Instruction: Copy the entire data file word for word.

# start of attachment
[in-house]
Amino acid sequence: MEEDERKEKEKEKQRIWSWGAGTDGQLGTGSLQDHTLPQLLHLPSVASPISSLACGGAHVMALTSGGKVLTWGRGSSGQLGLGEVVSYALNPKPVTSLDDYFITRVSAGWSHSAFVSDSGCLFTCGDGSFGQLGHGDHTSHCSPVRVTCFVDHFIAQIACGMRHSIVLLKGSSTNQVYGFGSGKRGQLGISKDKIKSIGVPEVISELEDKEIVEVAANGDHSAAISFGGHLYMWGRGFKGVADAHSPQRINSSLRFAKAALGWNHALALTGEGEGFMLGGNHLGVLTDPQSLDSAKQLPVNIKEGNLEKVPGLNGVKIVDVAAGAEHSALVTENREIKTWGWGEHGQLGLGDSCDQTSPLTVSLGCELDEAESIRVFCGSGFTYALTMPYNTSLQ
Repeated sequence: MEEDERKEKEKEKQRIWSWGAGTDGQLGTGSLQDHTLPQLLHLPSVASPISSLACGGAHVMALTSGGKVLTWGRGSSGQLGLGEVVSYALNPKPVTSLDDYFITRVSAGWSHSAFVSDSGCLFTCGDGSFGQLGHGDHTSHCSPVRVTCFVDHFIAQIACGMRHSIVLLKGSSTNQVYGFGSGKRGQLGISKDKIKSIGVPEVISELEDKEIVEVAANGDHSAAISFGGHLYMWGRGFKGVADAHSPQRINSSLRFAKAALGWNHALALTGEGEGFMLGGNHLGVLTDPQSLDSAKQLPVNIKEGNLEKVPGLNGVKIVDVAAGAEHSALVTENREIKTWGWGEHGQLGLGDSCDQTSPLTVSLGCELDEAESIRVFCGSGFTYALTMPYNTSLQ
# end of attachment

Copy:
[in-house]
Amino acid sequence: MEEDERKEKEKEKQRIWSWGAGTDGQLGTGSLQDHTLPQLLHLPSVASPISSLACGGAHVMALTSGGKVLTWGRGSSGQLGLGEVVSYALNPKPVTSLDDYFITRVSAGWSHSAFVSDSGCLFTCGDGSFGQLGHGDHTSHCSPVRVTCFVDHFIAQIACGMRHSIVLLKGSSTNQVYGFGSGKRGQLGISKDKIKSIGVPEVISELEDKEIVEVAANGDHSAAISFGGHLYMWGRGFKGVADAHSPQRINSSLRFAKAALGWNHALALTGEGEGFMLGGNHLGVLTDPQSLDSAKQLPVNIKEGNLEKVPGLNGVKIVDVAAGAEHSALVTENREIKTWGWGEHGQLGLGDSCDQTSPLTVSLGCELDEAESIRVFCGSGFTYALTMPYNTSLQ
Repeated sequence: MEEDERKEKEKEKQRIWSWGAGTDGQLGTGSLQDHTLPQLLHLPSVASPISSLACGGAHVMALTSGGKVLTWGRGSSGQLGLGEVVSYALNPKPVTSLDDYFITRVSAGWSHSAFVSDSGCLFTCGDGSFGQLGHGDHTSHCSPVRVTCFVDHFIAQIACGMRHSIVLLKGSSTNQVYGFGSGKRGQLGISKDKIKSIGVPEVISELEDKEIVEVAANGDHSAAISFGGHLYMWGRGFKGVADAHSPQRINSSLRFAKAALGWNHALALTGEGEGFMLGGNHLGVLTDPQSLDSAKQLPVNIKEGNLEKVPGLNGVKIVDVAAGAEHSALVTENREIKTWGWGEHGQLGLGDSCDQTSPLTVSLGCELDEAESIRVFCGSGFTYALTMPYNTSLQ